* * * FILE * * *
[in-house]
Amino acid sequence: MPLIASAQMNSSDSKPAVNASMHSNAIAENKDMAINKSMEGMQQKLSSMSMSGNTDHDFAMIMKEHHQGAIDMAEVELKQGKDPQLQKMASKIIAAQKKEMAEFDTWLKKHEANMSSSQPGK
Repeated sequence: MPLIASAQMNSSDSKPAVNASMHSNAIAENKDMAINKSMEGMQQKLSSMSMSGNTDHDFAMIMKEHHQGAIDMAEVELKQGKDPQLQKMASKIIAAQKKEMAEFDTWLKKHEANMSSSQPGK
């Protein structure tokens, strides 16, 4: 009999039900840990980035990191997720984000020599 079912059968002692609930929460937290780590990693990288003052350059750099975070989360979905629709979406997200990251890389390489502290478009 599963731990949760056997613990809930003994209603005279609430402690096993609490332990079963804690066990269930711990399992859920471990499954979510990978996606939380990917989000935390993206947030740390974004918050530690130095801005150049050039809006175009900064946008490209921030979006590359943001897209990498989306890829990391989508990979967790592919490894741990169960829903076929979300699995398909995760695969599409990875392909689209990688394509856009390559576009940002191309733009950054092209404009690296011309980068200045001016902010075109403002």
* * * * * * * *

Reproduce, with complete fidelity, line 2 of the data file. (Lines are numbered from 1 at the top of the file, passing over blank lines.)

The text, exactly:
Amino acid sequence: MPLIASAQMNSSDSKPAVNASMHSNAIAENKDMAINKSMEGMQQKLSSMSMSGNTDHDFAMIMKEHHQGAIDMAEVELKQGKDPQLQKMASKIIAAQKKEMAEFDTWLKKHEANMSSSQPGK